There are a lot of factors which penalize changing jobs. Non-compete clauses don't even show up on my radar. Has anyone who's not a really prominent figure ever actually been sued over one of those?

  4. Mike 137 Silver badge

    Failure to report

    Interestingly, the UK govt is proposing to eliminate the statutory independence of the Data Protection Officer in favour of a ‘senior responsible individual’ with no specific requirements for either independence or expertise in the legislation. If this is adopted, I guess the incidence of failure to report will approach 100% and everyone will be happy as the problem will seem to have disappeared.

    1. b0llchit Silver badge

      Re: Failure to report

      It has disappeared! There are no reports to support the contrary. Therefore, problem solved. Once and for all, problem solved I say.

      You hear? Problem solved! period. full stop. dot.

    2. Anonymous Coward
      Anonymous Coward

      Re: Failure to report

      > proposing to eliminate the statutory independence of the Data Protection Officer in favour of a ‘senior responsible individual’ with no specific requirements for either independence or expertise in the legislation.

      I've seen no evidence of ICO actually caring about lack of independence or expertise of DPOs.

      I raised, as part of a complaint, with ICO what I saw as a conflict of interest of my GP Practice's Practice Manager also being the DPO as, amongst other things, in his DPO role he would be unlikely to refuse health service central organisation demands for data sharing as (in his Practice Manager role) he would realise that any refusal might threaten his Practice's contract with the Health Service.

      For the same Practice Manager/DPO I also highlighted to ICO his obviously extremely limited knowledge of Data Protection law, he seemed unaware of most of his DPO duties/responsibilities and when I was discussing with him issues that I'd raised it felt like I was training him about GPDR.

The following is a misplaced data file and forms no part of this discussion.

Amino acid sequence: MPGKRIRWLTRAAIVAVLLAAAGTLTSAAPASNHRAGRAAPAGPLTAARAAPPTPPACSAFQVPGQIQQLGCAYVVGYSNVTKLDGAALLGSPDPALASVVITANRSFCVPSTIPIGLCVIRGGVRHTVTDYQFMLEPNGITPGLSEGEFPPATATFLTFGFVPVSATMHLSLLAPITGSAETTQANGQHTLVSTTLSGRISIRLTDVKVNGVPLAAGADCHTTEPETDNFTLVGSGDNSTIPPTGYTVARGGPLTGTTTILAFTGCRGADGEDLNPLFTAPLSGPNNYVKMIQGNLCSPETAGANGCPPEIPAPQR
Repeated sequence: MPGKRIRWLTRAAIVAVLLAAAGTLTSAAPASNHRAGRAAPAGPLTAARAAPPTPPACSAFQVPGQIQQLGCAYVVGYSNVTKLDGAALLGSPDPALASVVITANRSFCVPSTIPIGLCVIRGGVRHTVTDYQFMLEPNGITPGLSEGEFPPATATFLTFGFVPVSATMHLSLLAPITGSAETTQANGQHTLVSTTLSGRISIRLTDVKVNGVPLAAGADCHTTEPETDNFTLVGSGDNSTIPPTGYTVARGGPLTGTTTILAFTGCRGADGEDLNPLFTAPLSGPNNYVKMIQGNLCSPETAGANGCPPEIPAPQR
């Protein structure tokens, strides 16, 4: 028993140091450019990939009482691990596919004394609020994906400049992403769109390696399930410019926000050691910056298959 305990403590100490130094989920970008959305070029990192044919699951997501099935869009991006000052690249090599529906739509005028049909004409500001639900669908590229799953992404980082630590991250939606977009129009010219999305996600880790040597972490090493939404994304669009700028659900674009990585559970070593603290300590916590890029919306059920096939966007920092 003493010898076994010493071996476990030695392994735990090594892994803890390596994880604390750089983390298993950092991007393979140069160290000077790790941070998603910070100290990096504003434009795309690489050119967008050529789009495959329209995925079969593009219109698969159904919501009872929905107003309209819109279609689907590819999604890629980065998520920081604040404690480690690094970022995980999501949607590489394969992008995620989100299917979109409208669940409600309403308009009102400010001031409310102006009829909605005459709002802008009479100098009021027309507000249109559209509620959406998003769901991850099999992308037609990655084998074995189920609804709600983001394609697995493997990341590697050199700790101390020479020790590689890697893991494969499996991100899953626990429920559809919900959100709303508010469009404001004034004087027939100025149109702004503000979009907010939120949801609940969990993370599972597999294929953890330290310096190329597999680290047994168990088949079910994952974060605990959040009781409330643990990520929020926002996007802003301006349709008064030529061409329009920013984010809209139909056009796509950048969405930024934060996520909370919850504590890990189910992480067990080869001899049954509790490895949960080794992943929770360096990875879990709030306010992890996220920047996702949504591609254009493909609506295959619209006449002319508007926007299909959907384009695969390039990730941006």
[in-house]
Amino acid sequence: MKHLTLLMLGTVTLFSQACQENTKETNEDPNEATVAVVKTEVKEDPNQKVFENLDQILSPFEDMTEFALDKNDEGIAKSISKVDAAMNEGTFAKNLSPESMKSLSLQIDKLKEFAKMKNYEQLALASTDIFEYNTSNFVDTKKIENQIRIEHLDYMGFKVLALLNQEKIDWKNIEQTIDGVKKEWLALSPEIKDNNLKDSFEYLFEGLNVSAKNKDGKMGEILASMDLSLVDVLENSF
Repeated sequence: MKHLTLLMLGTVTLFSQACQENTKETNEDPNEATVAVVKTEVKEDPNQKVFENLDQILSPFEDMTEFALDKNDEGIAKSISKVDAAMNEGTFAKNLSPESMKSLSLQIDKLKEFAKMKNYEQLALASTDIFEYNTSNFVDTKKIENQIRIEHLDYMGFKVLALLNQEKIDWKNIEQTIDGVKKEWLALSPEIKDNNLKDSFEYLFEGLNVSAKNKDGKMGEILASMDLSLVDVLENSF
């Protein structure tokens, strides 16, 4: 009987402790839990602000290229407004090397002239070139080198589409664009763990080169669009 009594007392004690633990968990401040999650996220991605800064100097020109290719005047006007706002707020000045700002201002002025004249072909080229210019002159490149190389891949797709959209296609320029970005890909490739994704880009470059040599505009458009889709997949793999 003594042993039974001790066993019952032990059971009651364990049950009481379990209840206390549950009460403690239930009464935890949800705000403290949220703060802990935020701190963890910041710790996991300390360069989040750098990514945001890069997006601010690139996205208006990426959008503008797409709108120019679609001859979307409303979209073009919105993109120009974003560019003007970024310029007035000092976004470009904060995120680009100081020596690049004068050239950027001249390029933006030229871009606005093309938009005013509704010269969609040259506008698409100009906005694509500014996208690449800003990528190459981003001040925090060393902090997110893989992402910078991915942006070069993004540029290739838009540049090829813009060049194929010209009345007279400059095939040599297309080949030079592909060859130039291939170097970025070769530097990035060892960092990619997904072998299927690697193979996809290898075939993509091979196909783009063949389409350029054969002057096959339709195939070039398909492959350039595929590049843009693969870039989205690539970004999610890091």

The ICO case officer had no interest in either matter.

  5. EarthDog

    The bosses are always the problem

    Always. They cover up, hire monkeys to do window dressing, have no policies, fail to enforce policies, cut corners, etc.

    1. Michael Wojcik Silver badge

      Re: The bosses are always the problem

      Oh, I've known plenty of non-managers who were problems.

  6. Anonymous Coward
    Anonymous Coward

    Now I'm worried...

    ... that 60% of IT security pros are liars...

  7. Insert sadsack pun here Silver badge

    Bitdefender says: "Surprisingly, many impacted organizations say they have been told to keep the data leak confidential despite their obligation to report it. Over 40% of security professionals surveyed said they had been told to keep a breach under wraps..."

    Yeah but hold on - there's not a legal obligation everywhere to report every data breach externally. Only some data breaches must be reported as a matter of statutory law to e.g. a data privacy regulator, or as a matter of contract to e.g. clients or vendors. If there's no obligation to report and the breach was immaterial - I don't see why maintaining confidentiality is a bad thing.

    1. John Brown (no body) Silver badge

      The answer is in the part you quoted "keep the data leak confidential despite their obligation to report it."

      That kinda say the survey was asking about breaches where is a requirement to report it.

      And the stats for the US just re-affirm why it's not a good idea to let your data ever go anywhere near a US server if you can possibly avoid them.